Preserving Pro-Democracy Books From Shuttered Hong Kong Bookstore

Albert Wan ran Bleak House Books, an independent bookstore in Hong Kong, for nearly five years, before closing it in late 2021. The changing political climate and crackdown on dissent within Hong Kong made life too uncertain for Wan, his wife and two children. 

As they were preparing to move, Wan packed a box of books at risk of being purged by the government. He brought them on a plane back to the United States in January and donated them to the Internet Archive for preservation. 

The collection includes books about the pro-democracy protests of 2019—some photography books; another was a limited edition book of essays by young journalists who covered the event. There was a book about the Tiananmen Square massacre and volumes about Hong Kong politics, culture and history—most written in Chinese. 

“In Hong Kong, because the government is restricting and policing speech in a way that is even causing libraries to remove books from shelves, I thought that it would be good to digitize books about Hong Kong that might be in danger of disappearing entirely,” Wan said.

“I thought that it would be good to digitize books about Hong Kong that might be in danger of disappearing entirely.”

Albert Wan, owner of the now-closed Bleak House Books

Hearing that Bleak House Books would be shutting its doors, the Internet Archive reached out and offered to digitize its remaining books. As it happens, Wan said his inventory was dwindling quickly. So, he gathered contributions from others, and along with some from his own collection, donated about thirty books and some periodicals to the Internet Archive for preservation and digitization. Wan said he was amazed at how flexible and open the Archive was in the process, assisting with shipping and scanning the materials at no cost to him. (See Hong Kong Community Collection.)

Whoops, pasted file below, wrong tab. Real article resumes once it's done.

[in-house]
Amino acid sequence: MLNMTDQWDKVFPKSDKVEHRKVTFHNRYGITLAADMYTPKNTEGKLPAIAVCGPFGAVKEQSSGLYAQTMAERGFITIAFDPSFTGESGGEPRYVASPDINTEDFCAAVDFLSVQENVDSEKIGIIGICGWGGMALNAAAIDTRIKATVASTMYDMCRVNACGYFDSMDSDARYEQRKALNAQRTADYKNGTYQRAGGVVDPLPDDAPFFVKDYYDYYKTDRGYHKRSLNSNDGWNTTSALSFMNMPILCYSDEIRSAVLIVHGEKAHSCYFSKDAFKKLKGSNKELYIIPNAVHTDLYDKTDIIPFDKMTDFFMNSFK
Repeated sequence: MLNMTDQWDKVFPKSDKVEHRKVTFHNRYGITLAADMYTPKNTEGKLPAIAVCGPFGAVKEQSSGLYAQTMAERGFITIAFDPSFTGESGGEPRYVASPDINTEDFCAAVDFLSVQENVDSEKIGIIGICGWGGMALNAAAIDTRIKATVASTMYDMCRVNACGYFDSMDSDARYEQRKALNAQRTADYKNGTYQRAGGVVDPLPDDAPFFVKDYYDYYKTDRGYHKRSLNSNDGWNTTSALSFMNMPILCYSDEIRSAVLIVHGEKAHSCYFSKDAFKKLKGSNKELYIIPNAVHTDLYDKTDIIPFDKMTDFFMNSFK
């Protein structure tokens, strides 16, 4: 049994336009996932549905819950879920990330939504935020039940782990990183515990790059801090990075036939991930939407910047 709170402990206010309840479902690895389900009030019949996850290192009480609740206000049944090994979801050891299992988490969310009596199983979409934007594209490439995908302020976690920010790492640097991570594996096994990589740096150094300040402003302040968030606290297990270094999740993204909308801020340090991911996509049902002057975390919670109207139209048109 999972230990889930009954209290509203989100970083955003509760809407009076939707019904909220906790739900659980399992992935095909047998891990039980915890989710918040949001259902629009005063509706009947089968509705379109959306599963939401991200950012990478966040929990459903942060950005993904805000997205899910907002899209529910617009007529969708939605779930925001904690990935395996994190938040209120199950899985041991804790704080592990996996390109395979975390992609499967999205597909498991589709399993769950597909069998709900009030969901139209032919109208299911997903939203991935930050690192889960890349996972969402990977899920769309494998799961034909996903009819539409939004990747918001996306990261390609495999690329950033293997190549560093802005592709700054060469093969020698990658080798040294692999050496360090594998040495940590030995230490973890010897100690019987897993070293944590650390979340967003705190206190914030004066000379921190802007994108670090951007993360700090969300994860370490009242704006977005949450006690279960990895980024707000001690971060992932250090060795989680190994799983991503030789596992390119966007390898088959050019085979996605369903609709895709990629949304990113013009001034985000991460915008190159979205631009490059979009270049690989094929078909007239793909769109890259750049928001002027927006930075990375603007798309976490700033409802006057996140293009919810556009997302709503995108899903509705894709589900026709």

Now, Wan wants others to do the same.

“There are still titles out there that have never been digitized and might be on the radar for being purged or sort of hidden from public view,” Wan said. “The hope is that more people would contribute and donate those kinds of books to the Archive and have them digitized so that people still have access to them.”

Do you have books you’d like to donate to the Internet Archive? Learn more.

Wan said he likes how the Internet Archive operates using controlled digital lending (CDL) where the items can be borrowed one at time, not infringing on the rights of the authors, while providing broad public access.

Before his family moved to Hong Kong for his wife’s university teaching job, Wan was a civil rights and criminal defense attorney in private practice. Now, they are all getting settled in Rochester, New York, where Wan plans to open another bookshop.

4 thoughts on “Preserving Pro-Democracy Books From Shuttered Hong Kong Bookstore

  1. Daphne

    Do you all know about the Free Library on Minecraft? It was created so that people in countries like China, (who though cut ‘video game’ hours for people, did not cut Minecraft) where players can go and read journals, news, and books that are banned in their home countries.

    I don’t play Minecraft, but someone needs to put those books you just received in that Library! I will see if I can find out more about this place, and how to upload the books.

    Please consider this. I will check back. You can contact me by email if you like. (the website, not the readers, lol)

  2. Jim Anderson

    Depending on how things go here in the next few years, Wan may find things here very similar to Hong Kong.

  3. Threedawgs3

    If you’re an American, you don’tnhave to travel to Hong Kong to experience censorship, as it defines the 100% Corrupt, Fabal-Controlled, Inverted-Totalitarian, Police-State United States Government!

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